Ever since people become sexually active one of the things that they scared the most is Herpes. There are actually eight different types of herpes that includes HSV 1 , HSV2, Varicella Zoster(causing chickenpox), Epstein-Barr virus and Cytomegalovirus etc. We will be discussing herpes simplex virus 1 & 2. The HSV1 statistic indicates that the virus is so common, that nearly 67% of the world’s population is infected with it at least once in their lifetime. HSV 1 typically appears on your mouth whereas HSV-2 appears on the genitals. A lot more people have type 1 (HSV 1) which is fortunate because it tends to be less aggressive than type 2 (HSV 2).
How do you get herpes?
You can get herpes from literally any sexual contact. Oral sex you can transmit it from your mouth to someone’s genitals, vaginal sex, through anal sex or even just dry-humping rubbing because all it takes is contact with an active infection and some friction. The plot twist is that a lot of people don’t know they have an active infection because there aren’t any symptoms. So yes, you can still get herpes even if you thoroughly visually inspect someone’s genitals before having sex. Condoms and dental dams will lower your risks but there’s no way to completely eliminate the possibility of herpes. You can get tested with your partner beforehand but herpes screening is not usually considered part of normal STD screening. Mostly because herpes very rarely causes health complications. Notably, you did not get herpes from hot tubs, toilet seats, doorknobs etc. There’s a little chance that herpes could survive for a very short amount of time on wet towels, as well as sex toys.
So what a surprise actually look like?
And this is sex education typically fails everyone. They’ll show you like a super puss-y, bubbly mess, yes, some people do have bad outbreaks. Outbreaks usually include a few little blisters that pop up eventually break and then take a few weeks to heal. Bad outbreaks can be pretty painful. But for most people it’s actually relatively mild, maybe a little redness, some bumps, it might look like an insect bite. Herpes can survive around the anus, the labia, the penis but also in places that you can’t see like in the cervix in the vagina. The first outbreak is usually the worst. Over time outbreaks will get milder as your immune system gets accustomed to it. Herpes is a viral STI which means that there is no cure, but there is treatment. Antiviral medications are very effective at suppressing the virus. This will help you control outbreaks and also make sure that you don’t pass it on to a partner. There are also three vaccines that are being studied to prevent herpes in the first place. Now, if you’re worried that you might have herpes, please do not self-diagnose. Leave it to the experts People freaked themselves out so many times especially teenagers in younger age, think they had herpes and it just turns out to be a razor burn. You definitely want to go to a doctor for a diagnosis it might be a physical test which is actually the least accurate or a swab test or a blood or urine test as well to confirm that you had herpes and which strain it is.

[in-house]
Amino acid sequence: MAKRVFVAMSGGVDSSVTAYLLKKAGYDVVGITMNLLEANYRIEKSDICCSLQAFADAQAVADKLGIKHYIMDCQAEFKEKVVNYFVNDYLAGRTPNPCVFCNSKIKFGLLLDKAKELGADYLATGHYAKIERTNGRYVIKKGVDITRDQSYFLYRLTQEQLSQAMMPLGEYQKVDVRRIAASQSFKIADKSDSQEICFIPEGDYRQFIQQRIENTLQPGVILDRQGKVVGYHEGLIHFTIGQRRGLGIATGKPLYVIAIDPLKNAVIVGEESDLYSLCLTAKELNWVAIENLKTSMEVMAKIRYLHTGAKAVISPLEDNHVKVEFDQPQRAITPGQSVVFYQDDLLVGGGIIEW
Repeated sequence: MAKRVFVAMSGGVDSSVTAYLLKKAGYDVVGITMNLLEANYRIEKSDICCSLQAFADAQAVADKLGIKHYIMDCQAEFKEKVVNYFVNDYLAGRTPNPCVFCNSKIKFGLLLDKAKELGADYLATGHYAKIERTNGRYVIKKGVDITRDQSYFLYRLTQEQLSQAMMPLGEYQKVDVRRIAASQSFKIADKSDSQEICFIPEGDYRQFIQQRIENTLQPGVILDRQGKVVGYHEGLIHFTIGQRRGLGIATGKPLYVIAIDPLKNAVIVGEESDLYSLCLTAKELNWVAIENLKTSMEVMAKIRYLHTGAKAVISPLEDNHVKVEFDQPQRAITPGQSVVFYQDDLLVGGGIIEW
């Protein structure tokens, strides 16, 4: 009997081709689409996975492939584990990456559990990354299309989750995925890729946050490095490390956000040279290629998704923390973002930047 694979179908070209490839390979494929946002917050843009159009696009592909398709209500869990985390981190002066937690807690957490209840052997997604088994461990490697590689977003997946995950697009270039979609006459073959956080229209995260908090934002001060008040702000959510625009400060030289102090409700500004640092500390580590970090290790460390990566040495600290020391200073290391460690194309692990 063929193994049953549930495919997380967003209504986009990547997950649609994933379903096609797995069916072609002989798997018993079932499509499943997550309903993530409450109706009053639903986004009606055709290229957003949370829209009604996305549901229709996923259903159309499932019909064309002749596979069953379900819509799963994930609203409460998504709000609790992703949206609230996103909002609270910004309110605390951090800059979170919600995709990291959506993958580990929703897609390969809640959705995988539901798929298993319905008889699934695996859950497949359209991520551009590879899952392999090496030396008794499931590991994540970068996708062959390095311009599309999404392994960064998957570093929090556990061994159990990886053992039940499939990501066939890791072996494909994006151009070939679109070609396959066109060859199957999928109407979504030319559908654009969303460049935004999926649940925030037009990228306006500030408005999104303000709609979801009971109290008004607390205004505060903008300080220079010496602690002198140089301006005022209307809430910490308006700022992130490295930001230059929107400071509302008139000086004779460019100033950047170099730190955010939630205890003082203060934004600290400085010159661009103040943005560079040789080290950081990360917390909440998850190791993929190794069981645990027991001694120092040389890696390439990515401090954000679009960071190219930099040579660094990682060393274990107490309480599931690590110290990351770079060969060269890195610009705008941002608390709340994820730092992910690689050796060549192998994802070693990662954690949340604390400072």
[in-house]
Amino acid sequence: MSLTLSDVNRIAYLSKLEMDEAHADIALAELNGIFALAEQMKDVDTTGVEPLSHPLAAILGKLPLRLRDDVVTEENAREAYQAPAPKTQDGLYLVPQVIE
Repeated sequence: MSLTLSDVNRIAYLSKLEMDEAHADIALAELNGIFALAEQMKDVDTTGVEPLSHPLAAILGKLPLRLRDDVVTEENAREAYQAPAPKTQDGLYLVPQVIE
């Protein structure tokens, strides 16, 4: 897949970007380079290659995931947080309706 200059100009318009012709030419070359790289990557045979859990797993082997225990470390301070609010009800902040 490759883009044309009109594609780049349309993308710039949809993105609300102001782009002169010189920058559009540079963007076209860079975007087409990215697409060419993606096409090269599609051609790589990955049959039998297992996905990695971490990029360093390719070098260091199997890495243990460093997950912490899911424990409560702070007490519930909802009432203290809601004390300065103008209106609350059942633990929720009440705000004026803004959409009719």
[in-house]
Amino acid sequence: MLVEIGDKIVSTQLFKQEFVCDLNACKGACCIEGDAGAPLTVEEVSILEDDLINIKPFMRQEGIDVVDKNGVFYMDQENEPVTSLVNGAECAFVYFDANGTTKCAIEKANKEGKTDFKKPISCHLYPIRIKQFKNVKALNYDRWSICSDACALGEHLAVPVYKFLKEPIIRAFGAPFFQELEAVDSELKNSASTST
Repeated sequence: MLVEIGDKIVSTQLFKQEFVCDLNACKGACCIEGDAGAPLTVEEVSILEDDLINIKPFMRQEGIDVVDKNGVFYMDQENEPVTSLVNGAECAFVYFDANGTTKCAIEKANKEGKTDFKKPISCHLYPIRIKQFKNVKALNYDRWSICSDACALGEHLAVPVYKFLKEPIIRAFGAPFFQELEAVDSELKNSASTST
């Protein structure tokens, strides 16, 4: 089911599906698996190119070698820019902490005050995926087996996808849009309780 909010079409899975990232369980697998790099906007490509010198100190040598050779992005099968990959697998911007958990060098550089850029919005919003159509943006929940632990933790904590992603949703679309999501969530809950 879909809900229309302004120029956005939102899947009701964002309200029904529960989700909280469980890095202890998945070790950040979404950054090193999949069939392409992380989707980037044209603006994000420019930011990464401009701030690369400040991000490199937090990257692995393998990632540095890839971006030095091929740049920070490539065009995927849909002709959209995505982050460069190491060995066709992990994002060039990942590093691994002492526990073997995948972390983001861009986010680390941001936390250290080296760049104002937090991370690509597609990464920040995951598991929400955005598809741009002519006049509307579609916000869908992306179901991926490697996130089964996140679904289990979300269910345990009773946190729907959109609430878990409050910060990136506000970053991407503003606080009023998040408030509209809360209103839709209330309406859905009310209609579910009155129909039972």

What’s the worst part of having herpes?
It could be painful and itchy sometimes but there are antivirals for that. If you are pregnant you have to make sure that you talk to your doctor to make sure you don’t transmit it to your baby but that can be done too. For most people, the worst part of herpes isn’t any of these things it’s the social stigma.
Social stigma and why Herpes isn’t a big deal
A positive herpes diagnosis can feel devastating like it’s the end of the world your life will never be the same. Your relationships will never be the same. The truth is herpes is not dangerous, it’s completely manageable. Your life will go back to normal. Herpes stigma in society is the direct result of sexuality being taboo and shameful, but that ridiculous. Think about it, people think that herpes on your mouth is different than herpes on your genitals. They’re the same exact virus. The only difference is that one is more explicitly tied to sex than the other. Until fairly recently people didn’t really see herpes is a big deal, it wasn’t until antivirals hit the market that language around herpes became much more negative and stigmatizing. After all, it’s sold drugs. We all need to do our part to fight the stigma because we as a society do more damage to people who have herpes then the actual herpes virus itself as a problem.
Life after Herpes
So if you get a positive diagnosis one has to start checking that Sigma first. Another thing that’s going to change, you’ll have to tell new partners about it first. It might seem awkward and comfortable particularly at first but it’s going to get easier and it’s going to make you a way better communicator about sex. This is stuff people should be talking about. Another part of life after herpes is management’s that might mean antiviral drugs, it might mean keeping track of your outbreaks, all things to reduce your outbreaks and to reduce transmission. Lastly, it may be helpful to see a counselor to help you in processing this.As mentioned the mental health effects are often far worse for people than the physical effects. So take care of yourself when you’re going through some struggles.The counselor can be there to remind you this is a part of life, a lot of people go through this, let’s manage this in a healthy way.